During the Build 2017 event, Microsoft announced that in addition to Ubuntu, users of Windows 10 will be able to install SUSE, Ubuntu and Fedora console terminals from the Windows Store. However, this ability will be limited to "full" versions of Windows 10. The new edition, Windows 10 S, won't support this feature.
As announced earlier, Windows 10 S, Microsoft's response to Google's Chromebooks, will only run apps from the Windows Store. In addition to UWP apps like Photos, Windows 10 S users will be able to install and run classic Desktop apps converted to Store apps with the Desktop Bridge. The Desktop Bridge codnamed Project Centennial is Microsoft's very own solution to wrap classic apps with Universal Windows Platform APIs.
Unfortunately, the Bash On Ubuntu feature won't work in Windows 10 S, according to Microsoft's Rich Turner:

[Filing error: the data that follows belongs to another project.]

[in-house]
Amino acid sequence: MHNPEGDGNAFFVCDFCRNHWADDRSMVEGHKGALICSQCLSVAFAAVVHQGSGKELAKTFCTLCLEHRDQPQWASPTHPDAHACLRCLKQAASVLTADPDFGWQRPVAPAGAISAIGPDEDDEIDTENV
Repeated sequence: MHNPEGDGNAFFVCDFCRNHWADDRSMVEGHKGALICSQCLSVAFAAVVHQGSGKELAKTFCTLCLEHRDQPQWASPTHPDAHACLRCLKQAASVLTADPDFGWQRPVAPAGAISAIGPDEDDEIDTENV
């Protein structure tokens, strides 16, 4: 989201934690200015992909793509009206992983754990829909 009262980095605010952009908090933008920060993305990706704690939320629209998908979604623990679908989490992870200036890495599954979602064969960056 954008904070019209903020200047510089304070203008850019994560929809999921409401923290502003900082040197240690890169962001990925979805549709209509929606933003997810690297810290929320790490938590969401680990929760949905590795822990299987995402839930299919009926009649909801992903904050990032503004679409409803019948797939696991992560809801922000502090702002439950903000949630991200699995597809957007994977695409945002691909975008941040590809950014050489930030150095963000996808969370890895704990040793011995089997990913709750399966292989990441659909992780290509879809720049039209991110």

"There are some apps that are not allowed to run on Windows 10 S, including all command-line apps, shells and consoles."
He explained that tools and utilities which required the Linux console in Windows 10 S can't be sandboxed and do not fit the vision of the company for Windows 10 S, which is being touted as the most secure edition of the OS.
Microsoft is preparing Windows 10 S for special use cases, like a device for students. It is not clear why efforts are not being made to run the Bash console on this edition, because in the education sector, Linux tools are incredibly useful. Such restrictions may affect the popularity of the upcoming edition negatively, because even on an Android tablet, you can install busybox and access the Linux terminal.
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